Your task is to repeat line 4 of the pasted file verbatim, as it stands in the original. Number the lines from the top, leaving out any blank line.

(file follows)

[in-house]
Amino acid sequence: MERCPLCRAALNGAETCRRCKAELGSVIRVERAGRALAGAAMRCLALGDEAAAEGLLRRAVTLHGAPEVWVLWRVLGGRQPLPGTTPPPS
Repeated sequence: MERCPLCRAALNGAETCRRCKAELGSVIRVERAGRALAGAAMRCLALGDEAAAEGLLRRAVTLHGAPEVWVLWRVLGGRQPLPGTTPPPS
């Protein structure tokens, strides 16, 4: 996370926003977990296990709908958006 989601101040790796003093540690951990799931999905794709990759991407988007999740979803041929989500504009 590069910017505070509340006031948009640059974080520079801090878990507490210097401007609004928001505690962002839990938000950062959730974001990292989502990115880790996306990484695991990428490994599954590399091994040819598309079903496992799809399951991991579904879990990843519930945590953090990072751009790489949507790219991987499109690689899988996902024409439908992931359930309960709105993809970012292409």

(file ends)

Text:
């Protein structure tokens, strides 16, 4: 996370926003977990296990709908958006 989601101040790796003093540690951990799931999905794709990759991407988007999740979803041929989500504009 590069910017505070509340006031948009640059974080520079801090878990507490210097401007609004928001505690962002839990938000950062959730974001990292989502990115880790996306990484695991990428490994599954590399091994040819598309079903496992799809399951991991579904879990990843519930945590953090990072751009790489949507790219991987499109690689899988996902024409439908992931359930309960709105993809970012292409």